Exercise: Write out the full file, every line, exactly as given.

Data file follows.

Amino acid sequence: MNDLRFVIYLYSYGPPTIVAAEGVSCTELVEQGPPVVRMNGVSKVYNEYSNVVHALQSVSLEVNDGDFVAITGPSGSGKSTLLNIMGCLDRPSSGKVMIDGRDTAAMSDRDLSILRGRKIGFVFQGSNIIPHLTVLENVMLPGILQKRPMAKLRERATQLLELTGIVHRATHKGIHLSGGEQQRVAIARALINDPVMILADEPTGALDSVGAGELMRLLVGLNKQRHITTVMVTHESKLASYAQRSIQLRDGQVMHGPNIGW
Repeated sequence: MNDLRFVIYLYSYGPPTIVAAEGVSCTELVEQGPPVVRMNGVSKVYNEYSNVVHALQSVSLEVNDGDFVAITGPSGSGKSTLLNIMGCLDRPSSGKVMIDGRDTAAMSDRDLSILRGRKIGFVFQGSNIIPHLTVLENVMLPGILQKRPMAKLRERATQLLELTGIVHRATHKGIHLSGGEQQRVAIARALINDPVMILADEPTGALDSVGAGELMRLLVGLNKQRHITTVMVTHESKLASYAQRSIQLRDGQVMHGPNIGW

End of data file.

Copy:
Amino acid sequence: MNDLRFVIYLYSYGPPTIVAAEGVSCTELVEQGPPVVRMNGVSKVYNEYSNVVHALQSVSLEVNDGDFVAITGPSGSGKSTLLNIMGCLDRPSSGKVMIDGRDTAAMSDRDLSILRGRKIGFVFQGSNIIPHLTVLENVMLPGILQKRPMAKLRERATQLLELTGIVHRATHKGIHLSGGEQQRVAIARALINDPVMILADEPTGALDSVGAGELMRLLVGLNKQRHITTVMVTHESKLASYAQRSIQLRDGQVMHGPNIGW
Repeated sequence: MNDLRFVIYLYSYGPPTIVAAEGVSCTELVEQGPPVVRMNGVSKVYNEYSNVVHALQSVSLEVNDGDFVAITGPSGSGKSTLLNIMGCLDRPSSGKVMIDGRDTAAMSDRDLSILRGRKIGFVFQGSNIIPHLTVLENVMLPGILQKRPMAKLRERATQLLELTGIVHRATHKGIHLSGGEQQRVAIARALINDPVMILADEPTGALDSVGAGELMRLLVGLNKQRHITTVMVTHESKLASYAQRSIQLRDGQVMHGPNIGW